The silliness works slightly better here than it does in the previous two episodes because this episode commits so completely to the absurdity; Sev’ral Timez is impossible to take seriously, except possibly when they’re singing heartfelt, catchy songs that show Mabel the error of her ways. Even so, “Boyz Crazy” happily admits it hasn’t really earned its big emotional conclusion, in which a tearful Mabel sets the boys free. As soon as they harmonize on a final, “Goodbye, girl!” and disappear into the woods, Candy deadpans, “They won’t last a week.” Most Gravity Falls stories don’t end on a punchline, let alone one as dark as that, and the show would lose much of its vaunted emotional depth if this became the norm. But on this occasion, it’s the perfect ending, especially when the post-credits epilogue features Creggy G making out with a tree.
Meanwhile, Dipper’s story takes a while to come into focus, but it ends with a serious emotional wallop. His story also features Wendy, Robbie, and Stan, three characters who don’t slide into the paranormal as easily as some of the other characters, which creates a tricky narrative balancing act. For instance, Stan teams up with Dipper, but he doesn’t believe his grandnephew’s wild claims of musical mind control so much as he relives his own memories of losing his sweetheart Carla “Hot Pants” McCorkle to some transcendental hippie tree-hugger. It’s also a little unclear just what Robbie is up to with the music—if he ripped off some other band’s music and rerecorded it, why is the backwards message still there, and in his voice? (Plus, it didn’t sound like there was a vocal track on the CD when he originally sang along to it, but that’s definitely nitpicking.) It’s fun to see Dipper and Grunkle Stan team up, particularly when it gives the latter legitimate reason to punch a teenager in the face and advise people how to prepare for the apocalypse, but it’s a little fuzzy what’s really going on.
But then, that’s kind of the point—it doesn’t matter what exactly Robbie actually did and what he was lying about, because the fact that he lied at all is what Wendy cares about. Wendy and Robbie’s breakup is a raw, emotional moment, and it’s remarkable Gravity Falls can shift to that tone so effortlessly in what is otherwise such a silly half-hour. The episode makes it clear Dipper crossed the line about 15 seconds before he himself realizes this, as Dipper and Stan first celebrate their pyrrhic victory in front of a weeping Robbie. Dipper pays dearly for his selfishness, as Wendy rebuffs his bowling invitation with a blistering rebuke.
Indeed, Wendy probably knows exactly how Dipper feels about her, and she quite possibly always has known, but she tolerated or ignored his awkwardness because she legitimately cares about him. But now, when she is at her lowest and desperately needs a friend, Dipper still thinks of her primarily as a prize, something—rather than someone—that he won after defeating Robbie. Linda Cardellini is pitch-perfect as the righteously angry Wendy, and “Boyz Crazy” boldly leaves this plot unresolved. Dipper knows he screwed up and that he has to earn Wendy’s forgiveness, and Stan’s heartfelt offer to go bowling with him in the meantime is his lone consolation. Just when Gravity Falls seems to be at its silliest, it ends with its most complex, emotionally mature moment to date. If anybody is still wondering why this show is so special, that’s as good a proof as any.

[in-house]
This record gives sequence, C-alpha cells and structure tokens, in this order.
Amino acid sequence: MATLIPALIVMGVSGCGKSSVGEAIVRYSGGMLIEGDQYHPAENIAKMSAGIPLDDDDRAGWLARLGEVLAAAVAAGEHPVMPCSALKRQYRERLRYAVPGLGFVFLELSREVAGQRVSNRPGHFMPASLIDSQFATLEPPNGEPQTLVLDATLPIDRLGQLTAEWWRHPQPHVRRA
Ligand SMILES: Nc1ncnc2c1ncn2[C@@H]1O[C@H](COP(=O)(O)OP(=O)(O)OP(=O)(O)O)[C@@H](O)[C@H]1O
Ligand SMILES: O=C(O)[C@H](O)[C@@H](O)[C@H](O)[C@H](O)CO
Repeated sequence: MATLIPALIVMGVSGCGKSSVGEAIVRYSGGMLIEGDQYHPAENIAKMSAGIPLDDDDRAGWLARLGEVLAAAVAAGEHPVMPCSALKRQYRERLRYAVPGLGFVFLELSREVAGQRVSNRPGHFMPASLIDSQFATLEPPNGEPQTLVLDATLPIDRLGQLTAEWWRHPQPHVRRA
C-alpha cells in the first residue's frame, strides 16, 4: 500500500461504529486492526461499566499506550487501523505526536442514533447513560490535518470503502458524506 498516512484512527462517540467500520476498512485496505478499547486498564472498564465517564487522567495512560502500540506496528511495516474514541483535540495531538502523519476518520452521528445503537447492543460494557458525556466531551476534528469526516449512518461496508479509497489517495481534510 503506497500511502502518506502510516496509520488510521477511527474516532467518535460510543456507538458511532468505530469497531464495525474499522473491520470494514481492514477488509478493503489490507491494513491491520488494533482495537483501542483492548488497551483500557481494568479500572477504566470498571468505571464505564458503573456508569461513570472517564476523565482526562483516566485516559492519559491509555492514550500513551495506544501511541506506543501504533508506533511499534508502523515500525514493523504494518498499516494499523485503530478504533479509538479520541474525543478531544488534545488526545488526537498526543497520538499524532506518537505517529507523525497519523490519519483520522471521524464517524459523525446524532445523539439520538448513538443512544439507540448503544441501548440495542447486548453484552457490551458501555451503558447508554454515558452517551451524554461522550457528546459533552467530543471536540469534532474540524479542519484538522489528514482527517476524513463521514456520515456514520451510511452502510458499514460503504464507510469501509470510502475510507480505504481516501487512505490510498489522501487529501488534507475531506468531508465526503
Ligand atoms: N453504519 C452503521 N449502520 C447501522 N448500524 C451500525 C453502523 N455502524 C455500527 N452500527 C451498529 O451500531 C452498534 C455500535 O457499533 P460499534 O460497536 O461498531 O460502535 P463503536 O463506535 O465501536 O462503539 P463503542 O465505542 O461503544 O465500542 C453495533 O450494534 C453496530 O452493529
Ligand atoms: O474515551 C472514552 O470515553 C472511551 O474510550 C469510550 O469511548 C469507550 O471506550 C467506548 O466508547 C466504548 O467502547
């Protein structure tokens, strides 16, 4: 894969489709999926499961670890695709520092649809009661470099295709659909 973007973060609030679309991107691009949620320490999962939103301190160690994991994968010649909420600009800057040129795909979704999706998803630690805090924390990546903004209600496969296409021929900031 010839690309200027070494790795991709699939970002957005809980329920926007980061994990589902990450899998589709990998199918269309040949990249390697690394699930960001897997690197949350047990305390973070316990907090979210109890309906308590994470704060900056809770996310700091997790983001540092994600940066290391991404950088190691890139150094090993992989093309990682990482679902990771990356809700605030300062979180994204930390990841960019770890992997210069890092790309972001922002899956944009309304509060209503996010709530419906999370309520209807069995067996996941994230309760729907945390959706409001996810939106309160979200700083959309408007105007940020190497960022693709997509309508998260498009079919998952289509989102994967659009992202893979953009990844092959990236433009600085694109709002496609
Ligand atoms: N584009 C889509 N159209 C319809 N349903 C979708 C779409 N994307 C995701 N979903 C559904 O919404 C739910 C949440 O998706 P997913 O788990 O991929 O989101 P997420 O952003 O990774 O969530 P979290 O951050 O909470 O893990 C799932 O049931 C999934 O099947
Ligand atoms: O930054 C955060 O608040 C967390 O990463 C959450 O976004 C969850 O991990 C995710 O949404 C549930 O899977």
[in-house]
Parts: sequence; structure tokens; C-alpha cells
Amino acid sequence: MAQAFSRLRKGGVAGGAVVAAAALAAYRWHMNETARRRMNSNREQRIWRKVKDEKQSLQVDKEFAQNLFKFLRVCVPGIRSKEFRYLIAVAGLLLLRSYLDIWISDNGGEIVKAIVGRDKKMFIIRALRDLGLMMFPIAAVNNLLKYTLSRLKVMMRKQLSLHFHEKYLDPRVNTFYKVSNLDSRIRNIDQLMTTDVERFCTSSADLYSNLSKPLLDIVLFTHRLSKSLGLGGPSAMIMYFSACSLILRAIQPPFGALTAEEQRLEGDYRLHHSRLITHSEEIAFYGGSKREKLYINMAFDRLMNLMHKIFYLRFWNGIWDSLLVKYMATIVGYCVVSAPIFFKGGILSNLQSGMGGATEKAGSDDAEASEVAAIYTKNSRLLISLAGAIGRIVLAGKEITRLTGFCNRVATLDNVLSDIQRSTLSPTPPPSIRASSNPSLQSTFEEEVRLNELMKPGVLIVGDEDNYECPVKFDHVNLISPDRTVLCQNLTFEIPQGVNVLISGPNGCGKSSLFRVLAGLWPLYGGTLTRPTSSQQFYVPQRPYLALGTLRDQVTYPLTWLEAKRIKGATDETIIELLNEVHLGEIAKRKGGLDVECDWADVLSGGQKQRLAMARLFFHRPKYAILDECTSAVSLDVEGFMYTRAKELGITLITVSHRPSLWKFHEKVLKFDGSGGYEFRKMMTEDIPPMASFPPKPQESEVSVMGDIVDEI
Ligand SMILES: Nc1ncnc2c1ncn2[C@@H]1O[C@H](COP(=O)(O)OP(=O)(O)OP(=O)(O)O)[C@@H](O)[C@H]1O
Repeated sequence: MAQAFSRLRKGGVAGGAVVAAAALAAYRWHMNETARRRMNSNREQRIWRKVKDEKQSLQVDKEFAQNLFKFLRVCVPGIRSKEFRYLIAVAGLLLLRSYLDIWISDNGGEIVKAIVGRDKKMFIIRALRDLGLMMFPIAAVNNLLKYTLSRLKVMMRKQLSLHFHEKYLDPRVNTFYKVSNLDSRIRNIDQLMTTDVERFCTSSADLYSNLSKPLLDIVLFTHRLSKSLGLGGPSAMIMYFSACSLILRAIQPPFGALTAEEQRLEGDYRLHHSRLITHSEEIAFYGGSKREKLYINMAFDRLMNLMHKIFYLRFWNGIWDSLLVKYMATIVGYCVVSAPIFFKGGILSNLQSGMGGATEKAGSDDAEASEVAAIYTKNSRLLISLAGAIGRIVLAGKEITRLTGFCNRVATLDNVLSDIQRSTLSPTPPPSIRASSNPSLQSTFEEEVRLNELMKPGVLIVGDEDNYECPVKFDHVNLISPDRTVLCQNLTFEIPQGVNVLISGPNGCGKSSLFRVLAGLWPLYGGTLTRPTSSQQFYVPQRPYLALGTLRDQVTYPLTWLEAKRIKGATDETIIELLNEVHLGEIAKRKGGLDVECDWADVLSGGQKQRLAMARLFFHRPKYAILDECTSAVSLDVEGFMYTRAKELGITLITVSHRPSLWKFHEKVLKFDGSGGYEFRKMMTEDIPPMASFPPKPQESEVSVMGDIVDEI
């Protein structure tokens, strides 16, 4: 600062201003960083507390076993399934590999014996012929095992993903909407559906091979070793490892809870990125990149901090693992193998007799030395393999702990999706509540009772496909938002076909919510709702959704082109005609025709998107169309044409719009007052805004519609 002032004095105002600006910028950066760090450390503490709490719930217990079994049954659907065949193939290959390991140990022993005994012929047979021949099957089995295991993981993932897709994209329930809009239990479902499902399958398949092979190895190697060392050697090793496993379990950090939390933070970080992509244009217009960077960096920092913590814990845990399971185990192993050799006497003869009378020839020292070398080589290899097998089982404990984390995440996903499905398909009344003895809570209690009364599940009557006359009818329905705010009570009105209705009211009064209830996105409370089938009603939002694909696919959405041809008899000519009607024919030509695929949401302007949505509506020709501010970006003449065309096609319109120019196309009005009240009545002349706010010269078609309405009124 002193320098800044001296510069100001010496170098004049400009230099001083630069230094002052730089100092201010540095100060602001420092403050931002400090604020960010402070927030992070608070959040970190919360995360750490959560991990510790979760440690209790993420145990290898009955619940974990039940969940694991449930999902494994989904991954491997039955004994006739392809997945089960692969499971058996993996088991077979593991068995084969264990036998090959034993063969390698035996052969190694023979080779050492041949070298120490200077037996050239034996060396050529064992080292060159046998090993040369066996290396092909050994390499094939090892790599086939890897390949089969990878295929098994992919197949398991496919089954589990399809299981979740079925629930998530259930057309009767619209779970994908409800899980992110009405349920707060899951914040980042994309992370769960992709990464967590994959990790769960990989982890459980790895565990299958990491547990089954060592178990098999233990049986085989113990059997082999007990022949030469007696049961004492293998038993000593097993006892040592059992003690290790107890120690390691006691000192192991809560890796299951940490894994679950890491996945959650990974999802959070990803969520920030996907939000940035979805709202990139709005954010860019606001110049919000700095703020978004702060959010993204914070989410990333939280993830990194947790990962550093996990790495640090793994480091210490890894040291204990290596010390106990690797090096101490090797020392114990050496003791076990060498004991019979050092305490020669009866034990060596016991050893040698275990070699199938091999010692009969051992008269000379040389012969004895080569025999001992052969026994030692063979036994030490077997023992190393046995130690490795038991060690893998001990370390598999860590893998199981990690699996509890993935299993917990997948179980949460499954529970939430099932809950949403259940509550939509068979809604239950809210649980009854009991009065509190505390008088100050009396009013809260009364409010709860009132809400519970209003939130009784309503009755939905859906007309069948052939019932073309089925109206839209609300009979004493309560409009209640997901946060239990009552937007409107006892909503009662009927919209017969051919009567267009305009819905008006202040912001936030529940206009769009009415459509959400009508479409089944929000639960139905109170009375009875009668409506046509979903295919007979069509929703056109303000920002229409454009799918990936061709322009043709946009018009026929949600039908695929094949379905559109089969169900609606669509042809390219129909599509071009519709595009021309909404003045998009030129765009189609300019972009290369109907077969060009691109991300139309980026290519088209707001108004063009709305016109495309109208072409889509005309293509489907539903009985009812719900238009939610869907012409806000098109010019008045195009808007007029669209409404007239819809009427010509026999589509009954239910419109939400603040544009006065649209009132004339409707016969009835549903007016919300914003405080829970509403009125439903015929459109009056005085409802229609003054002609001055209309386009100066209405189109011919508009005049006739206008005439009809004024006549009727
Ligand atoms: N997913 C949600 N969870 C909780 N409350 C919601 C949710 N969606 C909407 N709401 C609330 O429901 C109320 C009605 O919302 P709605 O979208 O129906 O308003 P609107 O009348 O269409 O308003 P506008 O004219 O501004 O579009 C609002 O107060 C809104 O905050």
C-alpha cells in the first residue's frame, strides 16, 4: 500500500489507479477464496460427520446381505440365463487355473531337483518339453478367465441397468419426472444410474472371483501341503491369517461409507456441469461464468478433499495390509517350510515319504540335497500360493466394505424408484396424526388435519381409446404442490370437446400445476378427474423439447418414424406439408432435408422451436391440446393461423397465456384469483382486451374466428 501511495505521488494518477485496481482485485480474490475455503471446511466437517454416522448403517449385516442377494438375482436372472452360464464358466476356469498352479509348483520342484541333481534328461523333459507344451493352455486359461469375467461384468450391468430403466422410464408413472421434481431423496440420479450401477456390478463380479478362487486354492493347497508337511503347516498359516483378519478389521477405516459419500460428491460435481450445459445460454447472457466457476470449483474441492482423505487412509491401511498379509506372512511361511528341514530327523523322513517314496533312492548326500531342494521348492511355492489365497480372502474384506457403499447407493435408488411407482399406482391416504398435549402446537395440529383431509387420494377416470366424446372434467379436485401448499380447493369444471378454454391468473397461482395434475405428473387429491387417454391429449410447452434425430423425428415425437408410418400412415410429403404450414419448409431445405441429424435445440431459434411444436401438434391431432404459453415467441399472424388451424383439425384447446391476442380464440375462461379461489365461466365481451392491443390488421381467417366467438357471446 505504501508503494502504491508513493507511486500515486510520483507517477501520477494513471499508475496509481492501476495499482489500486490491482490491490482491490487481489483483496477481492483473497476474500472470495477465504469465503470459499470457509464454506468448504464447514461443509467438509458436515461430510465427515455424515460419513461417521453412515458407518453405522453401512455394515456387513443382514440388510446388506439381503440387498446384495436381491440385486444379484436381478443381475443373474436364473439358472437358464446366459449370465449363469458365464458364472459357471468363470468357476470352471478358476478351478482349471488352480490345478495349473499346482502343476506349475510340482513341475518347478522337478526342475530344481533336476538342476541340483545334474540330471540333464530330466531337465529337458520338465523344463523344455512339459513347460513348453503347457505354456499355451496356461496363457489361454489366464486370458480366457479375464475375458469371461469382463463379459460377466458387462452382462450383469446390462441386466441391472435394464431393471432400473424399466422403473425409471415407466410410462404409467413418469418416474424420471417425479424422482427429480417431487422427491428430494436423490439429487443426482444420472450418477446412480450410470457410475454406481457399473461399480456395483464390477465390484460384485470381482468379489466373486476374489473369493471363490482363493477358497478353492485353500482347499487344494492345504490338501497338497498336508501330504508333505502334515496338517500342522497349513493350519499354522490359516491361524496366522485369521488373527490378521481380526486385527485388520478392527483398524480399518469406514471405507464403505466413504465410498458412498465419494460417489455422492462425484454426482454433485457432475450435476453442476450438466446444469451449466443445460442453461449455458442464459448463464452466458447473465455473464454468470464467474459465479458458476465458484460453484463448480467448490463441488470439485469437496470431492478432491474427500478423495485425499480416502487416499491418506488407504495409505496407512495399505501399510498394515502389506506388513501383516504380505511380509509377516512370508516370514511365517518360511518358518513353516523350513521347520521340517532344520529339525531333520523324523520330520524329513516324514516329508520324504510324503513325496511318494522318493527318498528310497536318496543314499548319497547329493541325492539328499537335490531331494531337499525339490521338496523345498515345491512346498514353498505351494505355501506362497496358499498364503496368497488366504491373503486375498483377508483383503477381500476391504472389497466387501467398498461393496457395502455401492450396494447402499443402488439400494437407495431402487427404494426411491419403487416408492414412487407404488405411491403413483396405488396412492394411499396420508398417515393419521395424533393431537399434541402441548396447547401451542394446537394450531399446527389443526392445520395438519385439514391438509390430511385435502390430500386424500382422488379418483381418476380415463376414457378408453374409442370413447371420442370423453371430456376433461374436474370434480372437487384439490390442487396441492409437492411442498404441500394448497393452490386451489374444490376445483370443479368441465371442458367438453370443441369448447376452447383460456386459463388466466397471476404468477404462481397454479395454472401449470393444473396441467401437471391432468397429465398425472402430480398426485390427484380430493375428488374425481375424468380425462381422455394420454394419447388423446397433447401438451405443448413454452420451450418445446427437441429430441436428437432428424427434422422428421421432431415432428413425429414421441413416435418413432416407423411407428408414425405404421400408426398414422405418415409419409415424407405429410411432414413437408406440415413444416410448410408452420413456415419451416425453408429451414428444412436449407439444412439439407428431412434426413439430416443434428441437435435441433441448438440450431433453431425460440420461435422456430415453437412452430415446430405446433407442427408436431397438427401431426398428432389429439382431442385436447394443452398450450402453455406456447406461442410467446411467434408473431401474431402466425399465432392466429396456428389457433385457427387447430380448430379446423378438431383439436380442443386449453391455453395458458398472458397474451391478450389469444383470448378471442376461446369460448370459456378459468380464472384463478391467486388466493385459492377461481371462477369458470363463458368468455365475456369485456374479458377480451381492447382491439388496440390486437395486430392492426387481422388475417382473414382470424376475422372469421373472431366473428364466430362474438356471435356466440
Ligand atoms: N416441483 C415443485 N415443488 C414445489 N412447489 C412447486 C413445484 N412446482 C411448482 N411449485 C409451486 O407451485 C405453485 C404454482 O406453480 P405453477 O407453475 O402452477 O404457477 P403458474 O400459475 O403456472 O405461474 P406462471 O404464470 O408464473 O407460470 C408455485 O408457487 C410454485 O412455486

- Going back to the whole point about anachronisms, there’s also the fact that Stan used to dance with Carla at their “favorite ’50s-themed 1970s diner.” The way Stan is written, it’s hard to imagine him as a young man in any decade but the ’50s, except that would logically make him at least 85 years old. This is one seriously funny way to cheat around that fact.
- Incidentally, who is the person preteens swoon over these days? Is it still Justin Bieber, or is there a fresh new phenomenon I’m not cool enough to be aware of yet? I just assume you guys can answer these questions.
- Adding to the general ridiculousness of the Sev’ral Timez story is how the episode gets rid of Ergman Bratzman, who gets arrested for not having a rear license plate after the goat chews it off. Showing a Wiggum-like commitment to justice, Sheriff Blubs dismisses Bratzman’s “The goat did it!” defense with a dismissive “That’s what they all say.”
- “What’s in the bag?” “Uh, money! Money we stole!” “We are criminals—we will cut you!”
- “Darn beautiful men, always eating out of my trash! Wait… what?”